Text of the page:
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U.K. Inflation Rate Falls More Than Forecast to 2.4%: Economy

U.K. Inflation Slows More Than Economists Forecast to 2.4%
London-based J Sainsbury Plc, the U.K.’s third-largest supermarket company, earlier this month predicted a slowdown in sales growth. Photographer: Chris Ratcliffe/Bloomberg

U.K. inflation slowed more than economists forecast in April to a seven-month low and producer prices rose the least since 2009 as fuel costs fell.

Consumer prices rose 2.4 percent from a year earlier, down from 2.8 percent in March, the Office for National Statistics said in London today. The median forecast of 35 economists in a Bloomberg News survey was 2.6 percent. Core inflation also cooled, while factory-gate prices increased at the slowest annual pace in 3 1/2 years. The pound weakened.

The Bank of England lowered its forecasts for inflation last week and said price growth may hit its 2 percent target earlier than previously estimated. The central bank, which also raised its growth projections, kept its bond-purchase program at 375 billion pounds ($569 billion) this month. Minutes of the decision to be published tomorrow will show whether Governor Mervyn King continued his bid to boost quantitative easing.

“Looking to short-term inflation in the U.K., it is still likely to move higher in subsequent months,” said David Tinsley, an economist at BNP Paribas SA in London. Still, the data “support our view that inflationary pressures are set to wane due both to lower imported price pressures and because domestic cost pressures are subsiding.”

The pound extended its decline against the dollar after the data, falling toward a six-week low. It was trading at $1.5173 as of 11:05 a.m. London time, down 0.5 percent from yesterday. Against the euro, it weakened 0.5 percent to 84.82 pence.

Transport Costs

Transport costs subtracted 0.3 percentage point from the annual inflation rate. The majority of that came from gasoline, the statistics office said. Today’s figures are “good news for families and businesses,” with inflation down by more than a half from its peak of 5.2 percent in September 2011, the U.K. Treasury in London said in a statement.

Core inflation, which excludes food, alcohol, energy and tobacco, slowed to 2 percent, matching the Bank of England’s overall goal for consumer-price growth, according to the statistics office. That’s the least since November 2009.

Retail-price inflation, used in wage negotiations and as a basis for the inflation-linked bond market, was at 2.9 percent, the lowest since September. It was the same excluding mortgage interest payments.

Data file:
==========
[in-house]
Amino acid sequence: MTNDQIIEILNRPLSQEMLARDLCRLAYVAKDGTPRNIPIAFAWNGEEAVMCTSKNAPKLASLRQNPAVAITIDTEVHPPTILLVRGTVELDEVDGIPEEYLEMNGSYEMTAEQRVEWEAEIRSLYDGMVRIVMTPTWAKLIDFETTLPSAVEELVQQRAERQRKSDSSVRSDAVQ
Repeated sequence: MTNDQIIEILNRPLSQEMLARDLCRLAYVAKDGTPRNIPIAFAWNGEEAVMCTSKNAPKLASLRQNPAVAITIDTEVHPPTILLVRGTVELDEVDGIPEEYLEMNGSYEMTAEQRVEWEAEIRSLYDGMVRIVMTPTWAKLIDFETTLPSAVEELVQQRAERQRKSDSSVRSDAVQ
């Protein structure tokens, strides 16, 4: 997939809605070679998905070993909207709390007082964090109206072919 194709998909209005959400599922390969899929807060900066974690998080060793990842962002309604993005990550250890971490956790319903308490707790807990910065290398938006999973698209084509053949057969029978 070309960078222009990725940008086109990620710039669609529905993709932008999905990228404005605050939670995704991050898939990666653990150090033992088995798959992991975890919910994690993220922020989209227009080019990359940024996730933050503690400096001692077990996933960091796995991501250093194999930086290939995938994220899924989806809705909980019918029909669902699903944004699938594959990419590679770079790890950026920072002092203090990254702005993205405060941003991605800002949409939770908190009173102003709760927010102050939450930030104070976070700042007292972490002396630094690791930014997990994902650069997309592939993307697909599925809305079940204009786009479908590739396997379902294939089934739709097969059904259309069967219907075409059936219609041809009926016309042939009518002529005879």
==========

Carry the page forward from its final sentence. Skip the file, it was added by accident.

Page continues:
The BOE sees inflation peaking at 3.1 percent in the third quarter of this year, lower than it forecast in February. It says annual price gains will slow to below its 2 percent goal in the third quarter of 2015, compared with an earlier projection for the first quarter of 2016.


Still, inflation has been above target for more than three years, and the Ernst & Young Item Club said yesterday that this has been “very damaging for the U.K. economy.” Marks & Spencer Group Plc, the U.K.’s largest clothing retailer, said today that market conditions are “challenging.”

In a separate report, the statistics office said factory-gate prices fell 0.1 percent in April from March and rose 1.1 percent from a year earlier. Core output prices rose 0.1 percent on the month and 0.8 percent on the year. Input prices fell 2.3 percent from March and 0.1 percent from a year earlier.

Easing inflation pressures may give the BOE more scope to add to quantitative easing if policy makers decide more stimulus is needed. King is due to retire next month and will be replaced by Bank of Canada Governor Mark Carney, who has said central banks aren’t “maxed out.”

“A 2.4 percent outturn ‘feels’ much less problematic than 2.8 percent and presents a more favorable backdrop for Mark Carney should he be inclined to push for more aggressive monetary activism,” said Ross Walker, an economist at Royal Bank of Scotland Group Plc in London.

‘Better News’

Alan Clarke, an economist at Scotiabank in London, also said inflation is “no longer an obstacle” to the BOE doing more QE, though they may be less inclined in that direction after raising their growth projections this month. The central bank sees the economy growing 0.5 percent this quarter after 0.3 percent expansion in the three months through March.

“At this point what would cause them to pull the trigger is a disaster on growth, and we’ve been getting better news there,” he said.

In another report today, the ONS said annual U.K. house-price inflation accelerated in March to 2.7 percent from 1.9 percent in February. In London, prices increased 7.6 percent from a year earlier.

Separately, the Bundesbank said Germany’s recovery will gather pace in the current quarter after an exceptionally long winter damped growth at the start of the year.

“Economic activity is expected to improve markedly,” the Frankfurt-based central bank said in its monthly report. There is likely to be “catch-up effects in response to the weather-related downturn in construction activity during last winter.”

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